9 WordPress Plugins You Should Install If You Just Started Blogging link #Blogging101

Instead of repeating the same word, it’s possible to increase the reach of a tweet by adding additional pieces of information not included in the main wording.

To Your Social Media Success!
Adrian Jock

P.S. Did I miss any hashtag major mistake? Feel free to let me know using the comment section below ;-)

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22 thoughts on “3 Twitter Hashtag Mistakes That Make You Look Like a Noob

  1. Hi Gilbert, I just found your comments marked as spam :-(

    Regarding your question… well, not everything that is possible to be done is OK. If you can add 10 hashtags for 10 words is that OK just because the 140 characters limit permits that?

    On the other hand, if you think that being redundant is something good… what can I say? Let me repeat the last phrase for 10 times here. I have enough space ;-)

    As for avoiding the distraction… I don’t get your point. When you see an interesting headline in a tweet do you suddenly click on hashtags if they aren’t placed after the link? LOL

    Finally, when you draft a tweet you have to think that it may be retweeted for multiple times. You don’t have to use all 140 characters unless you don’t want retweets ;-)

  2. Hi Adrian,
    I also noticed that people make these mistakes. Even I made them in the past. :( The most common mistake that I’ve noticed is #3.

    Some research studies show that tweets shouldn’t be too long. As I remember based on these studies tweets should be in 60 – 80 characters range, and that’s just enough space to write an attention grabbing title.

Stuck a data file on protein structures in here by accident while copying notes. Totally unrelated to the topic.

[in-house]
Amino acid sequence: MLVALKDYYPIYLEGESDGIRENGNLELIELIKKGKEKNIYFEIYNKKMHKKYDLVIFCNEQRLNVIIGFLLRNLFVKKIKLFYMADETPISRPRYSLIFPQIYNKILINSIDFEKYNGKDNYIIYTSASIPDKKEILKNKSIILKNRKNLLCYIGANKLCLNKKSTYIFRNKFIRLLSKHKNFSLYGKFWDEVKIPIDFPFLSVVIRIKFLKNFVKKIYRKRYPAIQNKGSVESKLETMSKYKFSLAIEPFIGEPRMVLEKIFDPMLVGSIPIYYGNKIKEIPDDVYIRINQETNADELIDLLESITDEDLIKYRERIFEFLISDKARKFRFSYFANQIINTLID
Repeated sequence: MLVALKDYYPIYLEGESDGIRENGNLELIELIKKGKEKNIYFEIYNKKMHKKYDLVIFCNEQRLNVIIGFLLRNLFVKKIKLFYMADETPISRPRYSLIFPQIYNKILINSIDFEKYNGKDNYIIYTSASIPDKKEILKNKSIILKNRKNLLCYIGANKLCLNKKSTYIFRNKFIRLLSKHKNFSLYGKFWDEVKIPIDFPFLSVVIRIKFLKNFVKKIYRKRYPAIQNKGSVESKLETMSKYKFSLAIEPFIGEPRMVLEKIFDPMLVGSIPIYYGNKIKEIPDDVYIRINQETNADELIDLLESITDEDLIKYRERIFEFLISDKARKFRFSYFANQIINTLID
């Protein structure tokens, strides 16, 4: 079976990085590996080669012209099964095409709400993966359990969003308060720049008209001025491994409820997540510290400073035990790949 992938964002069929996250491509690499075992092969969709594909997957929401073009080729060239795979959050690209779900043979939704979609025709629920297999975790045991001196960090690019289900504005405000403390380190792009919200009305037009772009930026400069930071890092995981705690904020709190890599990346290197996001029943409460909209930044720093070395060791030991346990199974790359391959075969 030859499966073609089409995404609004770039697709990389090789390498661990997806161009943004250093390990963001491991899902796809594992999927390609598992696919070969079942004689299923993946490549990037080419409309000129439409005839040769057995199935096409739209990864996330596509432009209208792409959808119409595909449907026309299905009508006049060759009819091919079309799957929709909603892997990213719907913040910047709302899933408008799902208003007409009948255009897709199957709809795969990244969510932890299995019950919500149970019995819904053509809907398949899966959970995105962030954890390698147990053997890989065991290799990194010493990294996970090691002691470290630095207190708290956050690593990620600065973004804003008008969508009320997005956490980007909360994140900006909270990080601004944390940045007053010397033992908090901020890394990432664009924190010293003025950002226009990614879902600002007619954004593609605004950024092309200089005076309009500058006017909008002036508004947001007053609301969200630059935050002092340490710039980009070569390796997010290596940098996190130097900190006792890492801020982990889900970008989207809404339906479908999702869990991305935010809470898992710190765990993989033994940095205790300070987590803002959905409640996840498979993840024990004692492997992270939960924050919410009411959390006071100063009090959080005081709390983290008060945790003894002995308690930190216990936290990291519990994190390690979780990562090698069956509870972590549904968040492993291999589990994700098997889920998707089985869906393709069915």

Thanks for the explanation on how to use hashtags properly, Adrian! :)

  3. Hi Branko, thanks for stopping by.

    In the past I’ve made mistakes quite similar to #3. When we make mistakes we prove that we’re human beings, not gods. That’s not a tragedy after all… ;-) What matters is to understand our mistakes, correct them and not repeat them anymore :-)

  4. Hi Arbaz,

    Thank you for your comment. I’m glad that you found the post useful. Please note that mistake #2 is the most annoying out of the 3 showcased here. It screams newbie and/or spam. If you want more quality followers you shouldn’t just “try to be more careful”. Be more careful! And forget about the word “maybe” ;-)

  5. Hi Adrian,

    In addition to what you’ve written, I will offer a couple of points here.

    1) One of my hashtags is #BeLoveToOthers
    I also on occasion use small letters, which treats it as an independent hashtag. This is fine for my purposes, but let’s look at a different example.

    Let’s say you put out a hashtag #AdriansPlace to establish a meeting of business associates.

    If they type it wrong, (without the Capital Letters) and put #adriansplace,your associates may end up at a different place or get in with the wrong people.